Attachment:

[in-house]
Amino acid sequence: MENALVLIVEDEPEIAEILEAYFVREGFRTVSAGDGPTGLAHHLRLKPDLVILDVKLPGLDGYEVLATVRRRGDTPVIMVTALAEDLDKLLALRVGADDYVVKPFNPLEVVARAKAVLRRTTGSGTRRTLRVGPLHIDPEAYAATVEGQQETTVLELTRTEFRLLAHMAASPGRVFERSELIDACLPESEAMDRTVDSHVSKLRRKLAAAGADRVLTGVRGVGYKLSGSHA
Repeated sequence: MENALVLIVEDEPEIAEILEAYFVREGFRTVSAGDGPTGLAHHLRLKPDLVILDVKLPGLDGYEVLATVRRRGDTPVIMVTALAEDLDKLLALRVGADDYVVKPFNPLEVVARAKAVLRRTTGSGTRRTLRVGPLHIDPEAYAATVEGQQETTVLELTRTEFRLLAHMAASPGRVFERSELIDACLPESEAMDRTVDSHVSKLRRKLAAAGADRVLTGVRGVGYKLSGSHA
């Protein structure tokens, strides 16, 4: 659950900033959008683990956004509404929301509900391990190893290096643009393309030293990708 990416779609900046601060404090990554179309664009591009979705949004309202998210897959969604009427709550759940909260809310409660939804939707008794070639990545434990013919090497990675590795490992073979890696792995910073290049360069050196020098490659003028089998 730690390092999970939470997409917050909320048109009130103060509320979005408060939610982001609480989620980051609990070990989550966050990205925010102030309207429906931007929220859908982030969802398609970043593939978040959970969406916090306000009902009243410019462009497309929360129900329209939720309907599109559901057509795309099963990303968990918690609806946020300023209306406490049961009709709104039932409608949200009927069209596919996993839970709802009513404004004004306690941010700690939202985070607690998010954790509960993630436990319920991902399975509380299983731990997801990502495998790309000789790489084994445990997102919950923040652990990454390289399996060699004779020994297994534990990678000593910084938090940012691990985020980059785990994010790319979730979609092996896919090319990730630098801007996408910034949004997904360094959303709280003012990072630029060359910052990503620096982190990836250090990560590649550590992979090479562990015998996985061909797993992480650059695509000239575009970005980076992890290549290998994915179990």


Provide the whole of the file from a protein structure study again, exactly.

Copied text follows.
[in-house]
Amino acid sequence: MENALVLIVEDEPEIAEILEAYFVREGFRTVSAGDGPTGLAHHLRLKPDLVILDVKLPGLDGYEVLATVRRRGDTPVIMVTALAEDLDKLLALRVGADDYVVKPFNPLEVVARAKAVLRRTTGSGTRRTLRVGPLHIDPEAYAATVEGQQETTVLELTRTEFRLLAHMAASPGRVFERSELIDACLPESEAMDRTVDSHVSKLRRKLAAAGADRVLTGVRGVGYKLSGSHA
Repeated sequence: MENALVLIVEDEPEIAEILEAYFVREGFRTVSAGDGPTGLAHHLRLKPDLVILDVKLPGLDGYEVLATVRRRGDTPVIMVTALAEDLDKLLALRVGADDYVVKPFNPLEVVARAKAVLRRTTGSGTRRTLRVGPLHIDPEAYAATVEGQQETTVLELTRTEFRLLAHMAASPGRVFERSELIDACLPESEAMDRTVDSHVSKLRRKLAAAGADRVLTGVRGVGYKLSGSHA
């Protein structure tokens, strides 16, 4: 659950900033959008683990956004509404929301509900391990190893290096643009393309030293990708 990416779609900046601060404090990554179309664009591009979705949004309202998210897959969604009427709550759940909260809310409660939804939707008794070639990545434990013919090497990675590795490992073979890696792995910073290049360069050196020098490659003028089998 730690390092999970939470997409917050909320048109009130103060509320979005408060939610982001609480989620980051609990070990989550966050990205925010102030309207429906931007929220859908982030969802398609970043593939978040959970969406916090306000009902009243410019462009497309929360129900329209939720309907599109559901057509795309099963990303968990918690609806946020300023209306406490049961009709709104039932409608949200009927069209596919996993839970709802009513404004004004306690941010700690939202985070607690998010954790509960993630436990319920991902399975509380299983731990997801990502495998790309000789790489084994445990997102919950923040652990990454390289399996060699004779020994297994534990990678000593910084938090940012691990985020980059785990994010790319979730979609092996896919090319990730630098801007996408910034949004997904360094959303709280003012990072630029060359910052990503620096982190990836250090990560590649550590992979090479562990015998996985061909797993992480650059695509000239575009970005980076992890290549290998994915179990």